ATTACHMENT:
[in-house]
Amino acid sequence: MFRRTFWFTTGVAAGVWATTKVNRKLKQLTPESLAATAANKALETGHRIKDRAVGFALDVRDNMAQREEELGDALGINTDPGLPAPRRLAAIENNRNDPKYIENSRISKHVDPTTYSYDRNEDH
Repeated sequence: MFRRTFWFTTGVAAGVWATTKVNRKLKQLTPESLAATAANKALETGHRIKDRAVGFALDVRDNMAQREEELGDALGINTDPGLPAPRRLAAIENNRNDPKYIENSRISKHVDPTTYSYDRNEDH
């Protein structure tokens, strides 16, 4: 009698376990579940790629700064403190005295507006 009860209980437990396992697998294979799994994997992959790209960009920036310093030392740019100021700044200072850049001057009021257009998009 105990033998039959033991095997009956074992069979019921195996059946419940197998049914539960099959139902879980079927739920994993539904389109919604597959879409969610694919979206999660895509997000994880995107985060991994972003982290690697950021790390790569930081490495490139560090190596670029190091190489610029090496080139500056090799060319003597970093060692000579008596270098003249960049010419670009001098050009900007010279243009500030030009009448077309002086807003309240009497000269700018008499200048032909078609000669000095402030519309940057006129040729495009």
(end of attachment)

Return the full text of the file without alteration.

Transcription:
[in-house]
Amino acid sequence: MFRRTFWFTTGVAAGVWATTKVNRKLKQLTPESLAATAANKALETGHRIKDRAVGFALDVRDNMAQREEELGDALGINTDPGLPAPRRLAAIENNRNDPKYIENSRISKHVDPTTYSYDRNEDH
Repeated sequence: MFRRTFWFTTGVAAGVWATTKVNRKLKQLTPESLAATAANKALETGHRIKDRAVGFALDVRDNMAQREEELGDALGINTDPGLPAPRRLAAIENNRNDPKYIENSRISKHVDPTTYSYDRNEDH
């Protein structure tokens, strides 16, 4: 009698376990579940790629700064403190005295507006 009860209980437990396992697998294979799994994997992959790209960009920036310093030392740019100021700044200072850049001057009021257009998009 105990033998039959033991095997009956074992069979019921195996059946419940197998049914539960099959139902879980079927739920994993539904389109919604597959879409969610694919979206999660895509997000994880995107985060991994972003982290690697950021790390790569930081490495490139560090190596670029190091190489610029090496080139500056090799060319003597970093060692000579008596270098003249960049010419670009001098050009900007010279243009500030030009009448077309002086807003309240009497000269700018008499200048032909078609000669000095402030519309940057006129040729495009």